With New Album ‘Double Down,’ Darwin Deez Is Back in New York City, Where He Belongs


Darwin Deez is having computer trouble, and it’s stressing him the fuck out. He tugs on the now-trademark long curls that frame his face and adjusts his signature haloesque headband. “I don’t think I’m prepared to do the show,” he says. ”So I’m not going to be happy. But I’ll still do the interview.”

A few hours from that momentary headache, 31-year-old Darwin Smith (stage name Darwin Deez) and his band (also referred to as Darwin Deez) played their first New York City show in over two years to a packed room at Baby’s All Right in Williamsburg. Now Deez will release his third album, Double Down, the follow-up to 2013’s Songs for Imaginative People. Out September 18, it’s a different album than Songs for a lot of reasons. For one, it was written mostly in New York, which he returned to in October 2013 after a stint in Asheville, North Carolina, his home state. In an interview with City Pages, Deez said he “got sick of New York,” calling it “high-stress and expensive…a lot of distraction.” Still, Asheville wasn’t all he hoped it would be, either, especially for a single guy who missed his friends. “I didn’t make out with anyone for an entire year,” he says. “Not for lack of trying.”

Though Deez is of the mind that location doesn’t have a huge impact on his songwriting, he does point to parallels between his upcoming record and his self-titled debut, which was created in New York back in 2010. Both are filled with fresh, catchy, three-minute pop songs; both are “distillation” albums, as opposed to the “experimentation” on Songs. “When you’re here you want to capture people’s attention more,” Deez says. “Outside the city there’s no one’s attention to capture, so you try new things and capture your own.”

While on Songs Deez used a lot of wordplay, he says he’s not sure he did that too well. Double Down is about imagery, specificity — things that are much harder to do and much more effective than tongue-in-cheek puns or the generalized lyrics so prevalent in pop. His voice drops to deadpan, and he starts listing off lyrics from Avril Lavigne (“Hey! Hey! You! You! I don’t like your girlfriend!”), Ellie Goulding (“Love me like you do”), and Demi Lovato (“Gonna give your heart a break…”) to prove his point.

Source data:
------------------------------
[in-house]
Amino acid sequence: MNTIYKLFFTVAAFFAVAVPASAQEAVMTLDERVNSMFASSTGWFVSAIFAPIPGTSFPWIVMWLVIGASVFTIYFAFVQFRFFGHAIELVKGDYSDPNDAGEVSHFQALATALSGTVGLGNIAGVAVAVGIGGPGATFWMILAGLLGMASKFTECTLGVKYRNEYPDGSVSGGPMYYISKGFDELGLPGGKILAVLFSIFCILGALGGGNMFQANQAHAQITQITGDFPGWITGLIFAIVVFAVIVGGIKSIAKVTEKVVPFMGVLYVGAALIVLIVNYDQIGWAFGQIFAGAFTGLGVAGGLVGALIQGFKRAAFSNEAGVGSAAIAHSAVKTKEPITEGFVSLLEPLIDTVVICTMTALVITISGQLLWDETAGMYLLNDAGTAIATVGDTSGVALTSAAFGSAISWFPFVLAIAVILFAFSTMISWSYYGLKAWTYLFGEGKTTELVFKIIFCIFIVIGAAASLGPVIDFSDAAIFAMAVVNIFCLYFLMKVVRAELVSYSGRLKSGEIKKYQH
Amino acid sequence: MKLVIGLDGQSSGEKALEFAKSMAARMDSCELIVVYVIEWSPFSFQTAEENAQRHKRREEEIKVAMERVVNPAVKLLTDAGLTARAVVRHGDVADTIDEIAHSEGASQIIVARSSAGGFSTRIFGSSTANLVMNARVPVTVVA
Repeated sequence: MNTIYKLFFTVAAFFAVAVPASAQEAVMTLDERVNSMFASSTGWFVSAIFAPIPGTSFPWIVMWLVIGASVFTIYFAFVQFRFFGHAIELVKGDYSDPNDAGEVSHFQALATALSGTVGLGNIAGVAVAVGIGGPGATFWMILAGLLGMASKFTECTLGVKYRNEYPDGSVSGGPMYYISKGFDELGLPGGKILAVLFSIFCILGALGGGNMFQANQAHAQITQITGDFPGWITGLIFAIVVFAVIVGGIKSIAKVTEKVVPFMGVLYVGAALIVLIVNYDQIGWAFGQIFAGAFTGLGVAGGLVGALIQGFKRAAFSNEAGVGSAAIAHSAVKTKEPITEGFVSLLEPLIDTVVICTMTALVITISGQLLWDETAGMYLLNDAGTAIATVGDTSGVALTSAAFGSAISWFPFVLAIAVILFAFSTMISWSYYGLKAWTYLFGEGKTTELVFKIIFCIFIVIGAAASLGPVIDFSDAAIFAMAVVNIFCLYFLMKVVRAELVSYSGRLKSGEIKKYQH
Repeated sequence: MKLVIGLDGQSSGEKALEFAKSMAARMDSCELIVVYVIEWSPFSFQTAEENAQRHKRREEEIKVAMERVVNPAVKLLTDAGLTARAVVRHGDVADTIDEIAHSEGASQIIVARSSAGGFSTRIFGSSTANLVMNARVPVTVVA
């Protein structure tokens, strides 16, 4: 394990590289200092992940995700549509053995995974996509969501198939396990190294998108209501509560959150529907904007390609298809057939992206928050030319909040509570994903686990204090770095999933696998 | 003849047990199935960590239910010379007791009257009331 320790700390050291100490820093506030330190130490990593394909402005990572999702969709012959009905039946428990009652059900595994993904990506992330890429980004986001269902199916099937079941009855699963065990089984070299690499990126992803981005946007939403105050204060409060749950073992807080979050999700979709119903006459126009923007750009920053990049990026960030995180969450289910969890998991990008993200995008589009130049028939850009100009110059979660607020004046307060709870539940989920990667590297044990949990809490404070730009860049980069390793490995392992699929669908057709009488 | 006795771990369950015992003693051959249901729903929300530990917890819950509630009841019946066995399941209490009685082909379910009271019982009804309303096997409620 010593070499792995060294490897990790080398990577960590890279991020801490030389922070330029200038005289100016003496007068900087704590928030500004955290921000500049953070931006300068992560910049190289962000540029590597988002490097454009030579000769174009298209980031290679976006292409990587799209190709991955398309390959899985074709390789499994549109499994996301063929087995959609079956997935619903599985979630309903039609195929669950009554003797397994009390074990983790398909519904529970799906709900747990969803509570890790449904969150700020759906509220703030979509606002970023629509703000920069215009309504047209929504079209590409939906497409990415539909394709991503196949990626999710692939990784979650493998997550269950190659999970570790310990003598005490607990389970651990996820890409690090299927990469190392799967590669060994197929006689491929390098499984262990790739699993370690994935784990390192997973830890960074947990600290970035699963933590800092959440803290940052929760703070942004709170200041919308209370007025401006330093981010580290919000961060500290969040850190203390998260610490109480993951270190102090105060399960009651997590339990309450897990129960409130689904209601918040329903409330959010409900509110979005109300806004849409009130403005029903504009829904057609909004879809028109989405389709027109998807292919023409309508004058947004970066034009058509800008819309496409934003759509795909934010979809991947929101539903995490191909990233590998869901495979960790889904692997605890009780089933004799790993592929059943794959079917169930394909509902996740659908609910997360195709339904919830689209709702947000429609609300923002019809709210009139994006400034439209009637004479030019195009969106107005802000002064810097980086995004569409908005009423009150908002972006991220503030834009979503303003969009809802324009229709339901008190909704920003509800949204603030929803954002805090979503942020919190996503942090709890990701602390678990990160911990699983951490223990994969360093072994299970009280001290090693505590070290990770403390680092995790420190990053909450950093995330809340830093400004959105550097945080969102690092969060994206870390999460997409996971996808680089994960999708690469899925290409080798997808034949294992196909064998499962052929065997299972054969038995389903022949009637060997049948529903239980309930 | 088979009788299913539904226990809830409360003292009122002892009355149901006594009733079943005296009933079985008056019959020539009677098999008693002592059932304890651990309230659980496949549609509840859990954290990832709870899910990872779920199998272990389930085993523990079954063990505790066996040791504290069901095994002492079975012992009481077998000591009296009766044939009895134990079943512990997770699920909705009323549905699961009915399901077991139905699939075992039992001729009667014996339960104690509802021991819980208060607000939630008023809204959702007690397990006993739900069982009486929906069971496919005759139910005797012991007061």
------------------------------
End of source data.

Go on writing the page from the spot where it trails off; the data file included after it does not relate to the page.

Deez is not under any illusions about pop. He knows it’s about image, or “iconography,” as he calls it. He’s critical of pop music culture, where rich bands can essentially “buy the sound they want” from producers. He still records almost all of his music in his apartment. (It’s also cheap, he admits.)

He’s straightforward about hoping for more lyrical and harmonic ambition from pop musicians. He’s open about the struggle of appealing to radio, too: His choice for lead single from Double Down was the crunchy, upbeat “Last Cigarette,” but he was told songs about cigarettes don’t get airtime, even when the cigarettes are a metaphor.

His dream collaboration is to write for Taylor Swift or work with Max Martin, though he concedes, ‘Taylor Swift doesn’t need my help.’

But though he’s critical of pop, he’s also unpretentious, despite the curls and the headband and the musings on wealth and class warfare. His dream collaboration is to write for Taylor Swift or work with Max Martin, though he concedes, “Taylor Swift doesn’t need my help.” When his attraction to shitty television comes up, he names One Tree Hill as a favorite program, mentioning that his friend and fellow singer-songwriter Michael Grubbs (frontman of Wakey!Wakey!) had a short story arc on the show as a bartender and performer. Grubbs’s music was also featured on the show. “No one’s ever featured my music in a real U.S. television show,” Deez laughs. “So I’ll keep fucking around until they do.”

Songs was seen as a departure from the whimsically awkward, earworm-y indie pop of the debut that gave him hits with millions of Spotify listens, like “Radar Detector” and “Bad Day.” It was maybe an in-between record, songs from a guy in his late twenties figuring out what the hell he’s doing. Now that he’s back in the city where he belongs, Deez’s resulting album is tighter, crisper, though his live show is still peppered with those delightful synchronized dances to Enya and slowed-down Spice Girls. His computer may be broken, but he’s stressed because he actually cares how it’ll affect his performance, this carefully orchestrated, homegrown thing that sells out in a city he hasn’t played for so long.

“I’m fighting this battle that nobody cares about,” Deez laments. “But I believe in it. I love pop music, and it can be so great. But it can also be just meh.”

Double Down comes out September 18 from Lucky Number. Darwin Deez will be back for another show in New York on December 8 at Rough Trade NYC. For ticket information, click here.